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The Seminario, through a Student’s Eyes

Hannah Christensen, student, Sistema Utah; World Ensemble Ambassador


Last month, I was fortunate enough to participate in El Sistema USA’s Symposium and Seminario, which took place online. The week was full of informative and surprising sessions. Before the week began, I recorded two videos that were later used in the Symposium itself. The first was a video of me discussing how we mentor in my program, Sistema Utah, which was later combined with submissions from other World Ensemble Ambassadors. In the other, I performed “What We Will Be” by Danielle Williams on my violin. I couldn’t wait to hear how it sounded when joined with videos that other participating students had sent in.

My week began with Monday’s “What We Will Be” premiere. This song made such an impact on me that I am still humming it throughout my days. Despite the technical challenges, the video turned out great, leaving me energized and excited for the week ahead.

On Tuesday, I attended the pre-Seminario “getting-to-know-you” fun, which included a conductors’ panel featuring Rafael Payare (California), Dr. Sergio Bernal (Utah), and Dr. Armand Hall (New York). The speakers shared how and why they began their musical journeys, opening my eyes to a new path. Their passion for music left many of us considering our future as conductors. As the discussion wrapped up, the conductors offered final bits of advice. Maestro Payare said, “Never stop believing. Dream big and work hard.” Dr. Bernal told us to “write music to see things from a different perspective.” And Dr. Hall closed the panel with a reminder: “You’re all artists…be willing to change.” These words served as my inspiration for the rest of the week and continue to stick with me, motivating me to practice even when I don’t want to.

The night concluded with a round of music trivia hosted by El Sistema Colorado and Luther Strings. I didn’t want the fun to end; the Zoom room was full of fun and laughter as everyone tried their best to win a bow from Luther Strings. This was a great way to meet other Seminario students and learn things I wouldn’t have learned otherwise.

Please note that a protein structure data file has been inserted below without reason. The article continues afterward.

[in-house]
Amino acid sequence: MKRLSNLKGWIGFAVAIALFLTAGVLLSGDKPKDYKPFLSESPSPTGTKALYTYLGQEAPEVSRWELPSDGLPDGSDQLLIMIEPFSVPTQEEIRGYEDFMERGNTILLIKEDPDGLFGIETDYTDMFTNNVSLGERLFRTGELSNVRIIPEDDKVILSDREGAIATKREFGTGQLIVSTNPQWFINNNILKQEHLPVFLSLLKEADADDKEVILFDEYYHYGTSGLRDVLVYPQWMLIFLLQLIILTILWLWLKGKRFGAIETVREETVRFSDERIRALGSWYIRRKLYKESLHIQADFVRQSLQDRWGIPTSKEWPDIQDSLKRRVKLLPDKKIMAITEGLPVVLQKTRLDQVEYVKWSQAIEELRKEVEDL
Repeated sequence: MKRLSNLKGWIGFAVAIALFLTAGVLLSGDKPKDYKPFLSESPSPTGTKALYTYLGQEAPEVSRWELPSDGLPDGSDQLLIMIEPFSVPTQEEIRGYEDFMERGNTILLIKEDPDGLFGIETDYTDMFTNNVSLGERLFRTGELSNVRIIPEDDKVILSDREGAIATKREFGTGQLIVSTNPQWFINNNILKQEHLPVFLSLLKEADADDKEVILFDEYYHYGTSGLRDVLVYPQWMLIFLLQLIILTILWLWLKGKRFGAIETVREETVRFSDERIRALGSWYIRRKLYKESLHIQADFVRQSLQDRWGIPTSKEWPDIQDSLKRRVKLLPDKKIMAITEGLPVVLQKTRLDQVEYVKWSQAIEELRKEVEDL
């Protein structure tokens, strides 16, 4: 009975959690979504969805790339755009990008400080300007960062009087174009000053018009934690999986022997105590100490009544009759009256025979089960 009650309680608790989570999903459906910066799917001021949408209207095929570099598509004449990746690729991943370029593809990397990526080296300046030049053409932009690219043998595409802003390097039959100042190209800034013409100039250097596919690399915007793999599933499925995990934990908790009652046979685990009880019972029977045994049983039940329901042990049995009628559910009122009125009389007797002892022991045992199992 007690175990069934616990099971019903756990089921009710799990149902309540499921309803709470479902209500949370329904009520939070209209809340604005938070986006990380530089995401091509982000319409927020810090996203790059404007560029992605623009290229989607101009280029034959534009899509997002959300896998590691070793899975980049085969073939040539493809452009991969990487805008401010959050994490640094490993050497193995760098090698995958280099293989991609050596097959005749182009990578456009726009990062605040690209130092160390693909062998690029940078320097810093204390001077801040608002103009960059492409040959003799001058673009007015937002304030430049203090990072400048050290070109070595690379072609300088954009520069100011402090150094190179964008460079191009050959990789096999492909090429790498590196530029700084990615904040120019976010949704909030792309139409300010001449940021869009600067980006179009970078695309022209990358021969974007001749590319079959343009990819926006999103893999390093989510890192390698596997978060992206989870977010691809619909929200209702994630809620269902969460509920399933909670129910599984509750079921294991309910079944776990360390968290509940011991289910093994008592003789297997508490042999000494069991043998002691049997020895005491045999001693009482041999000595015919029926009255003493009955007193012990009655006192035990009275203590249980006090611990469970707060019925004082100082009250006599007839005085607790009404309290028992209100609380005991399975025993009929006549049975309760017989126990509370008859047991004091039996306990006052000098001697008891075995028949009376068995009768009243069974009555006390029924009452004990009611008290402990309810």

Wednesday was equal parts exhausting and rewarding, as I attended two Symposium sessions in addition to the first night of the Seminario. By the end of the night, my brain hurt! In the first session—titled “All Change! Exploring European Sistema strategies at a time of challenge”—program leaders from several European countries spoke about what their programs have been doing during the pandemic. Many of them created websites that offered instruction and encouraged student collaboration. I found that the speakers echoed the words of Dr. Hall in saying that change is essential to growth.

The next session, “The Magic of Music Mentoring Around the World,” featured us World Ensemble Ambassadors. It began with a compilation video about our unique mentorship experiences, and then moved to a Q&A period. I hadn’t seen any of the other Ambassador videos yet, so it was exciting to learn more about their respective programs alongside everyone else. I felt a bit nervous before the Q&A started and can only hope that attendees enjoyed hearing from my peers as much as I did.

Wednesday’s Seminario session, led by Accent Pontiac members, saw us break into groups for a creative project. First we talked about what was on our minds before creating a picture that we felt represented our discussion. Groups then shared their amazing creations with everyone else. Afterward, we had fun with members of the Traveling Through Time String Quartet, who seemed to have a lot of energy. This resonated with me as an energetic person. The Quartet members gave us good advice: never give up on music, and take the compliments people give you on your performances. Several students referenced these ideas afterward; it can be so frustrating when you can’t seem to get a passage right, so that really stood out for us.

After an illuminating College Fair Discussion on Thursday, we had fun creating our own melodies with the Collective Conservatory. We also heard from the members of WindSync, many of whom play multiple instruments. By the time they wrapped up, I was already thinking about what instrument I want to learn next.

Our final Seminario session consisted of some musical fun with OrchKids and a discussion with musicians from the Venezuelan Brass Ensemble. We started by creating our songs using a prerecorded track that they shared with us. Everyone shared their ideas, bringing vibrancy and life to the session before breaking into groups and creating a song using a section from “What We Will Be.” It was nice to see everything come full circle, and although I may not have understood what they were saying at the time, I loved meeting members of the Venezuelan Brass Ensemble. It’s clear that their passion for music runs as deep as my own.

So what are my biggest takeaways from this wonderful week? Well, I learned how important change is when it comes to growth, to hang in there, and never to give up on music. I now know that I should always take a compliment, that everything I do impacts the world in some way, and that I should always believe in myself, dream big, and work hard.

For more information on Sistema Utah, visit their website.


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